My real birds did much better than this. They were all flying around, drinking from the heated birdbath, eating from the feeders, and discussing how lowly humans not only can’t fly, they don’t even know how to deal with single digit temperatures! “Look at that crazy woman,” they tweeted, “she’s barefoot!!!”

The really glorious part was that we had glitter snow. I love glitter snow, but I can’t imagine how to capture it in a photo. Here’s my best attempt . . .

glittersnow

Here’s a little photo advice about taking pictures in snow.

Camera light meters are set up to expose everything with the settings that would produce a nice middle gray (18% gray, actually). This works for lots of things, but not things that are very dark, or very light – like snow. Both will be too gray and lose their intensity.

So, most of your snow photos will turn out gray.

Almost all digital cameras have what is called Exposure Compensation, which lets you increase or decrease the exposure by small increments. This is usually indicated by a Plus/Minus icon on some button on your camera. (look it up in your manual if you can’t find it).

A good rule of thumb is that snow needs an exposure boost (plus) of at least +1.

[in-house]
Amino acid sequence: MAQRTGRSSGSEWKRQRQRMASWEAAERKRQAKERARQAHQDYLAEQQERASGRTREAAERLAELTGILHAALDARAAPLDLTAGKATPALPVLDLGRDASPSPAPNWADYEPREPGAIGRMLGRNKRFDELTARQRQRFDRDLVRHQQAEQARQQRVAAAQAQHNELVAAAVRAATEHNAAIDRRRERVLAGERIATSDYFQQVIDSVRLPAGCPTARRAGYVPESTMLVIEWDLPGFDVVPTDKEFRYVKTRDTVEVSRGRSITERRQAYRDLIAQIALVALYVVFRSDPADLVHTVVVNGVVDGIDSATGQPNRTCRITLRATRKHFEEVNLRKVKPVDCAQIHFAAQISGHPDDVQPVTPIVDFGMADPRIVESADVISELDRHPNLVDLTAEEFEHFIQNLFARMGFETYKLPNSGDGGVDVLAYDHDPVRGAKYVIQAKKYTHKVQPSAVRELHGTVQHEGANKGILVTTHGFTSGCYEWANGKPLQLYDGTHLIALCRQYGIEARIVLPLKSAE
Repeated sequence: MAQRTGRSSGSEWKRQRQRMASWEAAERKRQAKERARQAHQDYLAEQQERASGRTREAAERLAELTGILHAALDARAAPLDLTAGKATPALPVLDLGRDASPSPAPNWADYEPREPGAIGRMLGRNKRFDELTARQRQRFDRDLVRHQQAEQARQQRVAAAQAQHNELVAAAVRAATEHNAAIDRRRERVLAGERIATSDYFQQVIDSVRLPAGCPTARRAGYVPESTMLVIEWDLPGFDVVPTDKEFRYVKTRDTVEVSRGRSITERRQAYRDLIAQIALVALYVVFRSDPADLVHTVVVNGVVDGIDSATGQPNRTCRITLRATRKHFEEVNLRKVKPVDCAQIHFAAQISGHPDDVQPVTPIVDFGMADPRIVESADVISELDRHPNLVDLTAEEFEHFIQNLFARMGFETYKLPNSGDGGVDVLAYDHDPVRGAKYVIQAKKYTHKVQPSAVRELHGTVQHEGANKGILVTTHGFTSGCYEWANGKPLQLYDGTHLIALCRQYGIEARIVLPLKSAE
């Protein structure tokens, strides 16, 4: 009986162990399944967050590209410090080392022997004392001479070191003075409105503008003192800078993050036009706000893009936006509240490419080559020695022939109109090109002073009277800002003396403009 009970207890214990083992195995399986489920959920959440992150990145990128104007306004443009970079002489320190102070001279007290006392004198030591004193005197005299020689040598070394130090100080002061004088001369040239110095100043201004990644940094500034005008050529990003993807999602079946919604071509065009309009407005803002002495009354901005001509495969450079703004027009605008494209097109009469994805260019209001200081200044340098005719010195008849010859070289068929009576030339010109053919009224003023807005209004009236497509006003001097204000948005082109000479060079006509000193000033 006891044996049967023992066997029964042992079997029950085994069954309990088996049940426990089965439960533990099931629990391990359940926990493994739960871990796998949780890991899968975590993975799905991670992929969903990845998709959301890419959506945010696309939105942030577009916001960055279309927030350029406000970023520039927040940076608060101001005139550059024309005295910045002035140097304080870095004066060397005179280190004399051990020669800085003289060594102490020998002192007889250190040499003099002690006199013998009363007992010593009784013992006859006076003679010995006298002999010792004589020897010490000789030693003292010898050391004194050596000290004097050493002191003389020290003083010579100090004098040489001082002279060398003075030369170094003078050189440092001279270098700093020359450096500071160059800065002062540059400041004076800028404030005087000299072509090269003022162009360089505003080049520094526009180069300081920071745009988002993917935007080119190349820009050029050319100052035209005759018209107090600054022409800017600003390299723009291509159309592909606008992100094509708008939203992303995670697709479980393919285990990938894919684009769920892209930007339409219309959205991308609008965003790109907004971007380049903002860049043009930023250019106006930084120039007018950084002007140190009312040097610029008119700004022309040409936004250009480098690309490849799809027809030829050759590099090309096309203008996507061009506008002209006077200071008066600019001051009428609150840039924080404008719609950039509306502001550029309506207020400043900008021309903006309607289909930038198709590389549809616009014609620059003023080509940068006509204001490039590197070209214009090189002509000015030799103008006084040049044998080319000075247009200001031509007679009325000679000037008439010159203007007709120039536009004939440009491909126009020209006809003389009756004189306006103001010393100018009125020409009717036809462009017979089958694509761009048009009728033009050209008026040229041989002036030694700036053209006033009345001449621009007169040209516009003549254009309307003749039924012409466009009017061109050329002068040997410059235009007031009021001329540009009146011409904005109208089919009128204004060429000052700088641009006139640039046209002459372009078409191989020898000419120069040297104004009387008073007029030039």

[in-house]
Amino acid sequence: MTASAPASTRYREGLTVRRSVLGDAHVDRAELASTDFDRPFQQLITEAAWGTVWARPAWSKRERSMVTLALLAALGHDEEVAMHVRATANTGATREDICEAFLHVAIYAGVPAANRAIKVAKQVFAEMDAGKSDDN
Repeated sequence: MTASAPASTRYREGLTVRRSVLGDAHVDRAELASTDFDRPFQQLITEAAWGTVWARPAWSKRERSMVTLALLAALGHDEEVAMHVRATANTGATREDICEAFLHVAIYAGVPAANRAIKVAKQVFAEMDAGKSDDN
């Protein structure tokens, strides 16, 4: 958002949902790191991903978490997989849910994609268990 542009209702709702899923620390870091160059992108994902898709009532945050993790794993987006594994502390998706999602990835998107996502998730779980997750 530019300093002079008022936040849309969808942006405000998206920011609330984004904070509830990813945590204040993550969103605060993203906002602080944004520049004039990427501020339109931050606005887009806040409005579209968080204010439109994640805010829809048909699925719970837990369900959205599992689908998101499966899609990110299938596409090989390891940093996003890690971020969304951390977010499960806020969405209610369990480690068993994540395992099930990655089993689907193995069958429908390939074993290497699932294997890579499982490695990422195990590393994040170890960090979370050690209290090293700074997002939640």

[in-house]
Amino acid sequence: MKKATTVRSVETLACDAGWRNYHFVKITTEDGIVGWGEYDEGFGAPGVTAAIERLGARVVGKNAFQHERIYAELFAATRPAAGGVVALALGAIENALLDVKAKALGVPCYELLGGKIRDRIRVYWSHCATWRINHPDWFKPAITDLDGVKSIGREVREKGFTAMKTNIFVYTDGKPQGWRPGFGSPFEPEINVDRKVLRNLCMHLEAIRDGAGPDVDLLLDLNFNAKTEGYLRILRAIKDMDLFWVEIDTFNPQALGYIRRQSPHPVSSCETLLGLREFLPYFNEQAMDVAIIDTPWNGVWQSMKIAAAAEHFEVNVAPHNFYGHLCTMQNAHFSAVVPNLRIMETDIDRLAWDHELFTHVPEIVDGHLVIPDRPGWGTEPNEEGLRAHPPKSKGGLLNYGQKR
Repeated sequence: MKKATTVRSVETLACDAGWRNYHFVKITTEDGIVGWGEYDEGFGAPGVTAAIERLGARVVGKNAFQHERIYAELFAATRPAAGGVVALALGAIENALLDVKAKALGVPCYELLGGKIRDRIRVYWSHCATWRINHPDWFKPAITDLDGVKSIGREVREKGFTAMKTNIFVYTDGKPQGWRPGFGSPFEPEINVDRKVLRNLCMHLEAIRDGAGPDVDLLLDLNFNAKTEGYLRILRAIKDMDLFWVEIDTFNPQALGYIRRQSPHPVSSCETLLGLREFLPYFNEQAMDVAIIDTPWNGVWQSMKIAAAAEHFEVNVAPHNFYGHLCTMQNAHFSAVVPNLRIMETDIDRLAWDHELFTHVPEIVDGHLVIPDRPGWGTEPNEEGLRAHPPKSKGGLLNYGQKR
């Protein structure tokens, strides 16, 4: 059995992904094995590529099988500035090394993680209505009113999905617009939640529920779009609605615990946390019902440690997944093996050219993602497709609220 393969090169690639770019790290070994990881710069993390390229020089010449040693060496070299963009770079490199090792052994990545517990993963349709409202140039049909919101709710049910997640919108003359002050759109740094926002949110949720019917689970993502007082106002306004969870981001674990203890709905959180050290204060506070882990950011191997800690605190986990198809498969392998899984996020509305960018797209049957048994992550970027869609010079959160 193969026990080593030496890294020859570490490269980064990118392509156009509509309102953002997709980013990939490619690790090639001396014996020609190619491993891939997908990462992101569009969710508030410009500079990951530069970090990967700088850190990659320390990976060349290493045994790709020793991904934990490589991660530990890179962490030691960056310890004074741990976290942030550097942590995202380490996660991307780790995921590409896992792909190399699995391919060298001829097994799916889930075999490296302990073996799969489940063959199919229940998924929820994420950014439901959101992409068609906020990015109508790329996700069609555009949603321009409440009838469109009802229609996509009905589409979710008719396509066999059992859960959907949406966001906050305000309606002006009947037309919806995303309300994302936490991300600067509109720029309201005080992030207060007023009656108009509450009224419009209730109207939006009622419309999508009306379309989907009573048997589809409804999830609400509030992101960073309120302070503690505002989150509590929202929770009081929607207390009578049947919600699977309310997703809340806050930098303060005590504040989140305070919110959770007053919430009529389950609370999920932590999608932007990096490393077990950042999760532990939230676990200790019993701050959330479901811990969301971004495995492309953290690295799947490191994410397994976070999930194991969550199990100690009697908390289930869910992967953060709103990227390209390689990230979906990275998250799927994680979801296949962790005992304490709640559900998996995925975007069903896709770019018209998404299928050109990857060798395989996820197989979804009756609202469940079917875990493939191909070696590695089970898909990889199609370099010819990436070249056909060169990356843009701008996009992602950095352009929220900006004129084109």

If it’s too late, the photos are taken, and the moment is gone, you can adjust Exposure after the fact in Photoshop or Elements. Look under Image Adjustments.

Always remember to return your Exposure Comp to zero when you are done shooting. Forgetting to change back can really overexpose the next photos you take if they are not snow pictures.

Do you have any favorite Winter photo? Share it with us in a Comment.

And speaking of Comments . . .

Challenge Winners . . .

Wow, I better shut this off before I give away the farm.

I can’t believe how astute you are, or how many of you must by lumber-women!

I would have thought our mystery photo was red meat, or any of the other great guesses you came up with, but those of you who guessed that it was found on a cut piece of wood were right. Here is the subject shot from a normal distance.

harrysstump

This is a tree by the entrance of Harry’s Roadhouse – a well loved eatery here in Santa Fe. One big branch had been sawn off. I was blown away by the color. This color is NOT adjusted, and the shot was taken with my iPhone.

Now, I don’t know if this is sap or pitch or resin or rosen or fungus or what, and I do believe it is a Pinon Pine tree, but if you guessed that it was something on cut wood, you won a Gift Certificate.